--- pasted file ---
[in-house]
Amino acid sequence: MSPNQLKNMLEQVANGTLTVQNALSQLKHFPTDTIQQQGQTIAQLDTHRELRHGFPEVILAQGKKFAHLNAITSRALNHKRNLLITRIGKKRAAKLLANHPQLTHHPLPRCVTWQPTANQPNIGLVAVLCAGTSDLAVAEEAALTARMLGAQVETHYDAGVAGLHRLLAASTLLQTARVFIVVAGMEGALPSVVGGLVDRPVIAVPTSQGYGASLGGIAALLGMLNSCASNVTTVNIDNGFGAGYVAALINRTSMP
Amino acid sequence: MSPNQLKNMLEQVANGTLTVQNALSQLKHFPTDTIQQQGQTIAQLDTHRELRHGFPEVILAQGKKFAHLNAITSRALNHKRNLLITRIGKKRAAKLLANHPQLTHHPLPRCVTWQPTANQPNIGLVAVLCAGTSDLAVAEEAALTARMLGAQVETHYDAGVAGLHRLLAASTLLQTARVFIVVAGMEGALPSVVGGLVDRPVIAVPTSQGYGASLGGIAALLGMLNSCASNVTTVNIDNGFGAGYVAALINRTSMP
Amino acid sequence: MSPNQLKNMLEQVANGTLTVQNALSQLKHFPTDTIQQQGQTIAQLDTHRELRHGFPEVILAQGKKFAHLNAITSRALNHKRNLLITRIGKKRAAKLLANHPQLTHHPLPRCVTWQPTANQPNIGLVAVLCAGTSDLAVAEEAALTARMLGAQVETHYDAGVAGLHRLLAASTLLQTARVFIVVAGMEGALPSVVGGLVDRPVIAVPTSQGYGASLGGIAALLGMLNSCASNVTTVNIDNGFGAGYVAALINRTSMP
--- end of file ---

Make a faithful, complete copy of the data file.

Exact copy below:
[in-house]
Amino acid sequence: MSPNQLKNMLEQVANGTLTVQNALSQLKHFPTDTIQQQGQTIAQLDTHRELRHGFPEVILAQGKKFAHLNAITSRALNHKRNLLITRIGKKRAAKLLANHPQLTHHPLPRCVTWQPTANQPNIGLVAVLCAGTSDLAVAEEAALTARMLGAQVETHYDAGVAGLHRLLAASTLLQTARVFIVVAGMEGALPSVVGGLVDRPVIAVPTSQGYGASLGGIAALLGMLNSCASNVTTVNIDNGFGAGYVAALINRTSMP
Amino acid sequence: MSPNQLKNMLEQVANGTLTVQNALSQLKHFPTDTIQQQGQTIAQLDTHRELRHGFPEVILAQGKKFAHLNAITSRALNHKRNLLITRIGKKRAAKLLANHPQLTHHPLPRCVTWQPTANQPNIGLVAVLCAGTSDLAVAEEAALTARMLGAQVETHYDAGVAGLHRLLAASTLLQTARVFIVVAGMEGALPSVVGGLVDRPVIAVPTSQGYGASLGGIAALLGMLNSCASNVTTVNIDNGFGAGYVAALINRTSMP
Amino acid sequence: MSPNQLKNMLEQVANGTLTVQNALSQLKHFPTDTIQQQGQTIAQLDTHRELRHGFPEVILAQGKKFAHLNAITSRALNHKRNLLITRIGKKRAAKLLANHPQLTHHPLPRCVTWQPTANQPNIGLVAVLCAGTSDLAVAEEAALTARMLGAQVETHYDAGVAGLHRLLAASTLLQTARVFIVVAGMEGALPSVVGGLVDRPVIAVPTSQGYGASLGGIAALLGMLNSCASNVTTVNIDNGFGAGYVAALINRTSMP